Cabbage does not need to be boiled first. I buy it and put it right into the freezer.The night before I’m making them I take it out of the freezer to thaw. In the morning the leaves are all soft and wilted.They are very easy to work with to fill. Never boil your cabbage again.

    • Michael Langevin

      Anybody else try this to replicate and see if it works. Sounds good.

    • Elise Bauer

      Great tip! I’ll have to try that.

  • Lisa

    OMG Awesome. But take 3 hours covered on low. U have to try

  • June

    Elise – I just made these last night for dinner and they are absolutely incredible. They have fabulous flavor and cabbage was perfect- cooked just the right amount! Loved the sauerkraut sour cream sauce too. Thank you so much for sharing such a great recipe.


  • Kate

    I just made this for the first time tonight. It tasted great! (I could have cooked the cabbage a little bit longer before peeling the leaves though…)


  • Bill W

    Tried this recipe today and it was great! The sour cream with the tomato puree and saurkraut was excellent; and a suprising mixture. It will be a “make again” recipe in my household.



  • Florentina

    This is a great recipe. I was born in Romania where this meal is a staple every weekend.We call them “Sarmale” or simply stuffed cabbage. In the summer we use fresh cabbage but from fall to spring we only use sour kraut ,chopped and whole leaves topped with the tomato juice. We serve the sour cream on the side together with fried pork sausages.
    We use the same formula for our stuffed peppers ,another staple of the Romanian Cuisine but also very popular in Italy.
    Thank you for this Delicious site.


  • Diane Aragon

    I make cabbage rolls like my polish grandmother did. I cut out the core from the cabbage and then steam it in boiling water. After pulling off the leaves, I fry the bacon and onions, cook the rice and add an egg to keep it together. Add salt and pepper. Pour the bacon and onions in and stuff the cabbage rolls. I put them in a roaster and add butter and water, cover and cook at 350 for 1 1/2 hours. I then fry the cabbage rolls in butter. Delicious!!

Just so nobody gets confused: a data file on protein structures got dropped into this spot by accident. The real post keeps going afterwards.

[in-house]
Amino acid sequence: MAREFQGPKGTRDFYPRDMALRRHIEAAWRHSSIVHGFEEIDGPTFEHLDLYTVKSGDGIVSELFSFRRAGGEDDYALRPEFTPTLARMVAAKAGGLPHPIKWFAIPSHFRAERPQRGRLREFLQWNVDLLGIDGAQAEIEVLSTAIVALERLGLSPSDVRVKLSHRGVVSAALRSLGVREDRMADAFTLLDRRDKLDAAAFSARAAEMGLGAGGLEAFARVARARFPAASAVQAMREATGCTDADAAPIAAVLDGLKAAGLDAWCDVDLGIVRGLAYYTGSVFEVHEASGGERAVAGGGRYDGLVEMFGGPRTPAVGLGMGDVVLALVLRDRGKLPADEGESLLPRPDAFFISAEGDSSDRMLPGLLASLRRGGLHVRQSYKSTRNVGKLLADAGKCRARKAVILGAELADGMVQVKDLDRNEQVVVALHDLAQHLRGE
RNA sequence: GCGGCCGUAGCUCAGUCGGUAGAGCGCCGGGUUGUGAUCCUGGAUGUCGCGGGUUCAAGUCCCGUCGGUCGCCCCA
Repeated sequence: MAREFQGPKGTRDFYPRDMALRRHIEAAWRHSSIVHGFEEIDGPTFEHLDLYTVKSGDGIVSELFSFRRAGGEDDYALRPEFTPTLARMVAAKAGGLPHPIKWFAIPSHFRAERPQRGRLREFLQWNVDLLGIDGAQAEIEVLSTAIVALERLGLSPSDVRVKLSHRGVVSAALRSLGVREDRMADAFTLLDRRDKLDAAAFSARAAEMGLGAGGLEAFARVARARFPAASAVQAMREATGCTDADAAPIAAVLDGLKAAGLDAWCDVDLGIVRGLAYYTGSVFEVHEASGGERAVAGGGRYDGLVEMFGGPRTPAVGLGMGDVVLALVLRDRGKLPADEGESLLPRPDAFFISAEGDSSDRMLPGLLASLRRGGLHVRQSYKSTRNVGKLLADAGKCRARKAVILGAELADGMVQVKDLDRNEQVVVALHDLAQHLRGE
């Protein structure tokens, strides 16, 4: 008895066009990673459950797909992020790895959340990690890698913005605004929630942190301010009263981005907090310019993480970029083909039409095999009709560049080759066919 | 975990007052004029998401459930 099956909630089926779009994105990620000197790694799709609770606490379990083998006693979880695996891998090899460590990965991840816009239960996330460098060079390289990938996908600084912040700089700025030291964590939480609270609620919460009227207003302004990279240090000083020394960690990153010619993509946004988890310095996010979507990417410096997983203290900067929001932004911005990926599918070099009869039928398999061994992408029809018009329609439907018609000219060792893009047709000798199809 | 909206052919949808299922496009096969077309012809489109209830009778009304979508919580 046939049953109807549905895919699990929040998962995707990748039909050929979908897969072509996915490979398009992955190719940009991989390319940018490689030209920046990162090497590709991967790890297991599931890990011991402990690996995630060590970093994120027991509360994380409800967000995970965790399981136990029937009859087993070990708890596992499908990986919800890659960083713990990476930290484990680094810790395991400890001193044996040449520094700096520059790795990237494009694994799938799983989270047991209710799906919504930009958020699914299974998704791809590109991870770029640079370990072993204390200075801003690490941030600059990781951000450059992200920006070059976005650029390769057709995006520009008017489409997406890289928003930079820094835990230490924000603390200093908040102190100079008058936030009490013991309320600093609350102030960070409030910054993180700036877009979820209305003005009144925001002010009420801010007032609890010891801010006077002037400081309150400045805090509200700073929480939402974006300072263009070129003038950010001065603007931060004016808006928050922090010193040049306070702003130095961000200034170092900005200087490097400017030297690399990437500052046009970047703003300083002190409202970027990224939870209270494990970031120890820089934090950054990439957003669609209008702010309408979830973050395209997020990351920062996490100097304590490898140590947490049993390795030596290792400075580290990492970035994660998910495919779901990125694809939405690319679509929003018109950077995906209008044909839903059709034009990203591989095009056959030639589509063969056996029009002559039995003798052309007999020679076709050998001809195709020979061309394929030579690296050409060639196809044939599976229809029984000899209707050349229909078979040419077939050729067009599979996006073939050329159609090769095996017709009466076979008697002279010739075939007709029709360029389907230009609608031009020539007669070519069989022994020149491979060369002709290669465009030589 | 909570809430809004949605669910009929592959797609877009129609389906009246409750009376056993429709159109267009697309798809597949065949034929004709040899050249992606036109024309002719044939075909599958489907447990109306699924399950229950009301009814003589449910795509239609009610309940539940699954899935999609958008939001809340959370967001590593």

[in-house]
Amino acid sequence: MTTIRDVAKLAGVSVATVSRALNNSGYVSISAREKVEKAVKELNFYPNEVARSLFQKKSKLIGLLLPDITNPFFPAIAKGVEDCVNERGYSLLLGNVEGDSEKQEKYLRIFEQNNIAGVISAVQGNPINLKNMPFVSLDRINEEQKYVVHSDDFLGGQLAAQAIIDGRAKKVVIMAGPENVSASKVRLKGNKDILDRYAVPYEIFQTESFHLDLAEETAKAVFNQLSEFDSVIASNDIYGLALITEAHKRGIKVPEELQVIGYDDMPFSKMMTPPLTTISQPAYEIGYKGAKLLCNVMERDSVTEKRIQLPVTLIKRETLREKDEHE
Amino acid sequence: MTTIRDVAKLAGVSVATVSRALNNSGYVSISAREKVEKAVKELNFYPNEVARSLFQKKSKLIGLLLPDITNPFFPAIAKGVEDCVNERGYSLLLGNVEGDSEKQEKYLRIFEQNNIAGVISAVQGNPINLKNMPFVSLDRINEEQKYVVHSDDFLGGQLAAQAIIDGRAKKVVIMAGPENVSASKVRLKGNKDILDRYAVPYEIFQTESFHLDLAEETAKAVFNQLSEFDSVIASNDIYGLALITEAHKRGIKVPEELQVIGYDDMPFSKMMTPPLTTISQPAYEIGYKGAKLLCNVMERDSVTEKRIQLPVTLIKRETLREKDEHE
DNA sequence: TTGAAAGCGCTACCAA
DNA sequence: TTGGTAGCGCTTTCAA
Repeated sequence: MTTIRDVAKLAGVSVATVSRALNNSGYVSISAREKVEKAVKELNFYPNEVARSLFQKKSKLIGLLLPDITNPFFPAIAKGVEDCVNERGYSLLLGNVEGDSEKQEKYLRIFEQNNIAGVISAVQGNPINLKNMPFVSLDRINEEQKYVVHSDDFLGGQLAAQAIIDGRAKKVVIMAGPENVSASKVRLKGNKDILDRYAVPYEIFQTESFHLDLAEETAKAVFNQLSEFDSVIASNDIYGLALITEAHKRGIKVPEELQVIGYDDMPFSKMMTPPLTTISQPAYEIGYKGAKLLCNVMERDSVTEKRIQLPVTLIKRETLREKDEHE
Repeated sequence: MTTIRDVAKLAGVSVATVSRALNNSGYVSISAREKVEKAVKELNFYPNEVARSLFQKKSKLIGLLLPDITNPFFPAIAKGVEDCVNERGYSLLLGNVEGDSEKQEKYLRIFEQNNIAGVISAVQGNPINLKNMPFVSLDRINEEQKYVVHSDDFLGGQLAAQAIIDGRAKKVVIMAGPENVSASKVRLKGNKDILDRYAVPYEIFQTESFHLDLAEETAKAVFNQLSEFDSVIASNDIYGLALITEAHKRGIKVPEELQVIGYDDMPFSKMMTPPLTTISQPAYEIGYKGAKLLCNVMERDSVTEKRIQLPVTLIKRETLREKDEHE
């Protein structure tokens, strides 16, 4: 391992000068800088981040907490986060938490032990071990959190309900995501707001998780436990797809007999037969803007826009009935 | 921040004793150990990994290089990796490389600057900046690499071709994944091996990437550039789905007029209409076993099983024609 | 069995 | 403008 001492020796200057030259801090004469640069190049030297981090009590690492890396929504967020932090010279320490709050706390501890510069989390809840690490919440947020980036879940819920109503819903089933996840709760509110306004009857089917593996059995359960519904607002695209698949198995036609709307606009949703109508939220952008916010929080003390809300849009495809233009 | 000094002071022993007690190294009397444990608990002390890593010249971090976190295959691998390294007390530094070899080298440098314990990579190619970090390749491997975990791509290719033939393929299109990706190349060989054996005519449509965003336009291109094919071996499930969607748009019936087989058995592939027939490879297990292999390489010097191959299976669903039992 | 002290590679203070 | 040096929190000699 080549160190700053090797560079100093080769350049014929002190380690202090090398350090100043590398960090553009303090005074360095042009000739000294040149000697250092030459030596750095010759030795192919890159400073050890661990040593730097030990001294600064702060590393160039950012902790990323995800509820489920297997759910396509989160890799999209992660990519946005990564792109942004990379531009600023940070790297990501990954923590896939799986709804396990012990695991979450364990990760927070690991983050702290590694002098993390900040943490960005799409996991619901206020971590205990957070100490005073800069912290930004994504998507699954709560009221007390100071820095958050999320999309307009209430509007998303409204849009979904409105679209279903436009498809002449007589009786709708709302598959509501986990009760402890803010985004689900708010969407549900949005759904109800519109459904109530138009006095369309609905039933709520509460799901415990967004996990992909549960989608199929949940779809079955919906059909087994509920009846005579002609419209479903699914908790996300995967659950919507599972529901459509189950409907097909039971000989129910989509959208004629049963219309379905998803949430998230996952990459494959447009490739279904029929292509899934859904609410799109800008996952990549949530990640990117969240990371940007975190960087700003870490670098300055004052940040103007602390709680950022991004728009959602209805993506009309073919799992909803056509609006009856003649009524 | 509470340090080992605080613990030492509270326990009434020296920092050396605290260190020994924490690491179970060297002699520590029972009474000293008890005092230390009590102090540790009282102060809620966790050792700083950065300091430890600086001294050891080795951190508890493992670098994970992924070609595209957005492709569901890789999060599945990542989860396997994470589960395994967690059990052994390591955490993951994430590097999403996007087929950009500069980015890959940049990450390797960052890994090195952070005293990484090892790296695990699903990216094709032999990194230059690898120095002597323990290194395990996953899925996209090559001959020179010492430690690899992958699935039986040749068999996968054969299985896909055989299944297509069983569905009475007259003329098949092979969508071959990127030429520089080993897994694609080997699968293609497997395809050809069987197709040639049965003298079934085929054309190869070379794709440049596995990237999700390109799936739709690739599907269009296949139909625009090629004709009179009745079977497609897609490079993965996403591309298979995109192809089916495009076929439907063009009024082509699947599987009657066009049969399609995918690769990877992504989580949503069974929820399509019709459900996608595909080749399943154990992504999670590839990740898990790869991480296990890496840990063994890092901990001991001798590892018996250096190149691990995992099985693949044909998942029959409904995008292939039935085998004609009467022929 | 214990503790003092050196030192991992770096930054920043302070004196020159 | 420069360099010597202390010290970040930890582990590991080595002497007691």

• John

    My friend’s mother only ever makes this dish with either home made or bought saurcraut cabbage leaves. She uses croatian vegeta stock instead of the paprika/tomato based sauce. She serves it with sour cream, horse radish cream and mashed potatoes. It’s only served after resting in the fridge for at least 2 days.

  • Angela

    I am thinking about altering this for a South Beach diet friendly version. Any ideas?

    • ana

      with ground chicken / hen / turkey breast or with vegetable ( mushroom etc.)

  • h

    Thank you! I asked about what kind of rice you used. I used regular japanese short grain and it was fine.

    I made the dish exactly as given and I must say that it is sooooo comforting on a cold winter day. I made it again this afternoon and I’m looking forward to making it again and again.

    I will probably now try some of the variations suggested here (like maybe not rinsing the sauerkraut and MAYBE not cooking the rice beforehand) but really, your recipe is very good.

    thank you so much!
    thanks again for sharing!

  • Tom Keresztes

    We made this last week and it was a big hit. Delicious. We varied the recipe/presentation only slightly by stuffing as much pork filling into the cabbage leaves as possible, to make almost mini cabbage-skinned sausages. Very good.
    Also, I will note that we used canned sauerkraut, thoroughly rinsed and drained, and the dish was very light and delicate.
    Next time we will use fresh kraut and not rinse quite as much. And a shot of cider vinegar seems like a culturally appropriate addition. And use more sweet paprika.
    Also, in scanning the comments above, I can attest that caraway seeds are common in Hungarian cooking and can be added to this one to stay authentic. That said, they are bitter, get stuck between your teeth and not that popular (for me) or in American cuisine, so that explains why it is missing. No loss IMHO.

  • h

    I eat rice every day (am Korean) so I’m pretty sensitive to rices used in dishes. What kind of rice is used in Hungarian dishes? I’ll probably be using a long grain here. I looked over the comments too but couldn’t find any hint about the types of rice.

    Regular short grain white rice. You can probably use long grain rice, just make sure it isn’t floral like jasmine rice, which would interfere with the flavor. ~Elise

  • sophie

    I just made this tonight. It’s currently in the oven. (I prefer the oven to the stovetop.)

    I’ve made this recipe before and here are the changes I’m making this time. I do a very, very quick rinse of the sauerkraut. I found that soaking for 15 minutes got rid of most of its flavor and I like a slight sour taste to the dish. Also, my friend’s Hungarian grandma suggested I mix up pork *and* beef for more of a bite, which I did tonight.